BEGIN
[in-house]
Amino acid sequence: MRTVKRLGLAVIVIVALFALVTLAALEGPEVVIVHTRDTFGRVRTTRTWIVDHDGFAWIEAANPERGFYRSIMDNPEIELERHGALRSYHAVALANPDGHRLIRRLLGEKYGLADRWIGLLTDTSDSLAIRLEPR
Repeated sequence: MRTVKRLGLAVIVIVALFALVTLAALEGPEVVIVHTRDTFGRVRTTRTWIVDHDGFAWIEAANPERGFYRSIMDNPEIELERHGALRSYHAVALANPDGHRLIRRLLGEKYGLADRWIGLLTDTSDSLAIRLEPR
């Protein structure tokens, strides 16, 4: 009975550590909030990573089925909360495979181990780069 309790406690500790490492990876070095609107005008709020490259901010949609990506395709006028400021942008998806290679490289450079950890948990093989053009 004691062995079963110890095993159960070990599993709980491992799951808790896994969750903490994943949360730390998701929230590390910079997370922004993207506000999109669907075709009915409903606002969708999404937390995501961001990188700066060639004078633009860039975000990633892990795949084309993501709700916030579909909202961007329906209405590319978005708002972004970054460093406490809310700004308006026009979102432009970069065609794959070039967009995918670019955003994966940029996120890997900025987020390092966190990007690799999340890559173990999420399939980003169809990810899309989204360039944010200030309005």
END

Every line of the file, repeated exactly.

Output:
[in-house]
Amino acid sequence: MRTVKRLGLAVIVIVALFALVTLAALEGPEVVIVHTRDTFGRVRTTRTWIVDHDGFAWIEAANPERGFYRSIMDNPEIELERHGALRSYHAVALANPDGHRLIRRLLGEKYGLADRWIGLLTDTSDSLAIRLEPR
Repeated sequence: MRTVKRLGLAVIVIVALFALVTLAALEGPEVVIVHTRDTFGRVRTTRTWIVDHDGFAWIEAANPERGFYRSIMDNPEIELERHGALRSYHAVALANPDGHRLIRRLLGEKYGLADRWIGLLTDTSDSLAIRLEPR
């Protein structure tokens, strides 16, 4: 009975550590909030990573089925909360495979181990780069 309790406690500790490492990876070095609107005008709020490259901010949609990506395709006028400021942008998806290679490289450079950890948990093989053009 004691062995079963110890095993159960070990599993709980491992799951808790896994969750903490994943949360730390998701929230590390910079997370922004993207506000999109669907075709009915409903606002969708999404937390995501961001990188700066060639004078633009860039975000990633892990795949084309993501709700916030579909909202961007329906209405590319978005708002972004970054460093406490809310700004308006026009979102432009970069065609794959070039967009995918670019955003994966940029996120890997900025987020390092966190990007690799999340890559173990999420399939980003169809990810899309989204360039944010200030309005």